at the launch of the Economic Analytical Unit report Changing Corporate Asia: What Business Needs to Know
Sydney Renaissance Hotel, Sydney, 7 March 2002
Change in Corporate Asia: What it Means for AustraliaIntroduction
Thank you, John (John Hall, CEO, Australian Institute of Company Directors). Your Excellency, Mr Sudjadnan Parnohadiningrat (Indonesian Ambassador to Australia), distinguished guests, ladies and gentlemen. It gives me great pleasure to welcome you here to launch the report Changing Corporate Asia: What Business Needs to Know.
I congratulate Dr Frances Perkins and her team in the Economic Analytical Unit of the Department of Foreign Affairs and Trade. I thank PricewaterhouseCoopers and PricewaterhouseCoopers Legal for their valuable contribution to this report. I also want to thank BHP Billiton for their ongoing support of EAU research, and AusAID for their generous sponsorship of this report.
Today's launch gives me the opportunity to discuss the significant changes underway in East Asia's corporate sectors, and the impact these may have on Australia's interests with the region.
Importantly, the transition underway in many East Asian corporate sectors - to a more rules based business model - promises renewed and sustainable economic growth. Importantly, it also could offer a business environment more open and familiar to Australian business.
The Importance of Asia
Over the past 30 years, East Asia's rapid economic development dramatically reduced poverty levels and provided the foundations for emerging democracies in the region. Australia benefited, and continues to benefit, from this dramatic transformation.
East Asia's success also made a persuasive, and so far enduring, case for the benefits of globalisation. It offered strong support for an export-oriented, market-driven model of development. Without exception, the successful economies in the region opened themselves up to international markets, rejecting protectionism for trade liberalisation. They also opened up to foreign investment, allowing local people to gain access to foreign savings, technology and links with the global economy.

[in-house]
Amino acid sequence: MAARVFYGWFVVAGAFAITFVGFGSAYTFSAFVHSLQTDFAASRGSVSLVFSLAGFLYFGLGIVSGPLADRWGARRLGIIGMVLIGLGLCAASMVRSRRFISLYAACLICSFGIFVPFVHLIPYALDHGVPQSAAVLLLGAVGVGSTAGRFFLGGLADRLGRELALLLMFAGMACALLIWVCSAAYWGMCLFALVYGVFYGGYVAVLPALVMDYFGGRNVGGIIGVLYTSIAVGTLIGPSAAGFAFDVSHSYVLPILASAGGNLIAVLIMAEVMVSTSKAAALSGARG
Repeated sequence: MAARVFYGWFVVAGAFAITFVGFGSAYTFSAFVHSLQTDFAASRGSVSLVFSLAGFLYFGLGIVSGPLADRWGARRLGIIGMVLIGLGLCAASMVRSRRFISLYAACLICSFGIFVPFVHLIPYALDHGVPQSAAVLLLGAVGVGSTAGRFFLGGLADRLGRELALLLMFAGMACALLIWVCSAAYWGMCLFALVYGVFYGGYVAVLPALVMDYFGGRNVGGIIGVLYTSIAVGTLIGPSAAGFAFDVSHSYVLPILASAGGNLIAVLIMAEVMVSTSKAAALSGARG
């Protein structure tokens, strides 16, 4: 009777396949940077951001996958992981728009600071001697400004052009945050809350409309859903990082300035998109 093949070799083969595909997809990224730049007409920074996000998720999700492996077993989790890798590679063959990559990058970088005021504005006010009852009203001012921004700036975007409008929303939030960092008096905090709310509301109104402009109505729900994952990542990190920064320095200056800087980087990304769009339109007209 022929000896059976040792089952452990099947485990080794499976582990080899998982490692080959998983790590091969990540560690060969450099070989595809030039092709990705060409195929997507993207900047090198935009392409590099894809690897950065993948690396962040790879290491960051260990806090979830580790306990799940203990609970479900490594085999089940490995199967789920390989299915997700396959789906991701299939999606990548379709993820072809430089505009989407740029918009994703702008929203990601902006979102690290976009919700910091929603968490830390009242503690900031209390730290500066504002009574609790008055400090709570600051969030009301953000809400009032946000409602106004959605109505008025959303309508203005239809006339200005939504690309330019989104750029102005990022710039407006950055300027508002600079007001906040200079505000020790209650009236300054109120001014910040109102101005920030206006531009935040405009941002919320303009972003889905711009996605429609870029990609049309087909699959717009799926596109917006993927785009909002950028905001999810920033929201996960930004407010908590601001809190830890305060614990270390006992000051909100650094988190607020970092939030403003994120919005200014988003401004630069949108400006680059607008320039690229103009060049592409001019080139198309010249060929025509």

However, in much of East Asia, recent key events - including banking crises in Japan, China and other regional economies during the Asian financial crisis - are forcing governments and corporations to re-evaluate whether past approaches to business will deliver new investments and economic growth.
In 2000, foreign investment inflows to the key East Asian economies, apart from China and Japan, declined by 17 per cent from levels before the crisis. This suggests international investors have less confidence in these economies, and in the ability of East Asian business models to offer a good return on investments. In most economies, growth has slowed to a fraction of that recorded before 1997.
Relationships versus Rules
Many factors contributed to poor economic outcomes in most East Asian economies over the past five years. These include the slowdown in world growth, particularly in the United States, and the collapse in demand associated with the end of the IT boom.
Amongst these factors, the EAU report singles out the traditional relationship-based model of doing business in East Asia as contributing to economic difficulties. Relationships are key to doing business in many East Asian economies. They show up as close, even formal, associations between banks and firms, family corporate owners, board members and management, and sometimes between governments and corporate owners.
For many decades this model worked. Moreover, in many economies, insufficient and ineffective commercial regulations and laws made close relationships the best way to do business. However, in the years leading up to the crisis, this approach led to many poor investment decisions. Those decisions ultimately contributed to high levels of non-performing loans, and widespread insolvency. And these in turn continue to hamper recovery in many East Asian economies.
The report highlights efforts by governments and corporations in the region to develop an alternative approach to doing business. One in which relationships are less important. And one in which business opportunities are judged not by who is behind them, but by their commercial quality. Under this approach, commercial rules and regulations are enforced and market participants, including minority shareholders, creditors and consumers, will be protected.
A rules-based business environment is essential for market economies to develop and grow. Shareholders, creditors, investors, input suppliers and consumers need to feel safe doing business with people they don't know. The markets they create will ensure savings go to the best investments, maximising growth and living standards.
Why this Matters to Australia
There can be little doubt that East Asian success in reinventing business models is vital to Australia's interests. Our interests in this area comprise several distinct parts.
- First, fast growing neighbours provide new and growing opportunities for our exporters and investors. Last year, East Asia accounted for 54 per cent of our total exports, equal to 9 per cent of our national income.